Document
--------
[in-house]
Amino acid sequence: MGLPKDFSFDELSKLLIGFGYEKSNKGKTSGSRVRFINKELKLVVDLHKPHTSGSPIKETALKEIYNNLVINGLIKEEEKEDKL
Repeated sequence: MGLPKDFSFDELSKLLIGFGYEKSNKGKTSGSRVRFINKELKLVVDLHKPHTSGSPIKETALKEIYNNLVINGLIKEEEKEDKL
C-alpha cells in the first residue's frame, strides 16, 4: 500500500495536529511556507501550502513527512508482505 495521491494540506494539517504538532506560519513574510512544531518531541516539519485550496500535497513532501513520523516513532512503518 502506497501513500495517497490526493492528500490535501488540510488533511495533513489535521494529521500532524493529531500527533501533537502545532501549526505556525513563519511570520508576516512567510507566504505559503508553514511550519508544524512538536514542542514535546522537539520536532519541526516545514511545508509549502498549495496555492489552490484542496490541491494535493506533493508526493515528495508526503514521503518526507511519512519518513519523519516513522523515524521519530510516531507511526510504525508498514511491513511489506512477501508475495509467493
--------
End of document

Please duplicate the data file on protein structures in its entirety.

[in-house]
Amino acid sequence: MGLPKDFSFDELSKLLIGFGYEKSNKGKTSGSRVRFINKELKLVVDLHKPHTSGSPIKETALKEIYNNLVINGLIKEEEKEDKL
Repeated sequence: MGLPKDFSFDELSKLLIGFGYEKSNKGKTSGSRVRFINKELKLVVDLHKPHTSGSPIKETALKEIYNNLVINGLIKEEEKEDKL
C-alpha cells in the first residue's frame, strides 16, 4: 500500500495536529511556507501550502513527512508482505 495521491494540506494539517504538532506560519513574510512544531518531541516539519485550496500535497513532501513520523516513532512503518 502506497501513500495517497490526493492528500490535501488540510488533511495533513489535521494529521500532524493529531500527533501533537502545532501549526505556525513563519511570520508576516512567510507566504505559503508553514511550519508544524512538536514542542514535546522537539520536532519541526516545514511545508509549502498549495496555492489552490484542496490541491494535493506533493508526493515528495508526503514521503518526507511519512519518513519523519516513522523515524521519530510516531507511526510504525508498514511491513511489506512477501508475495509467493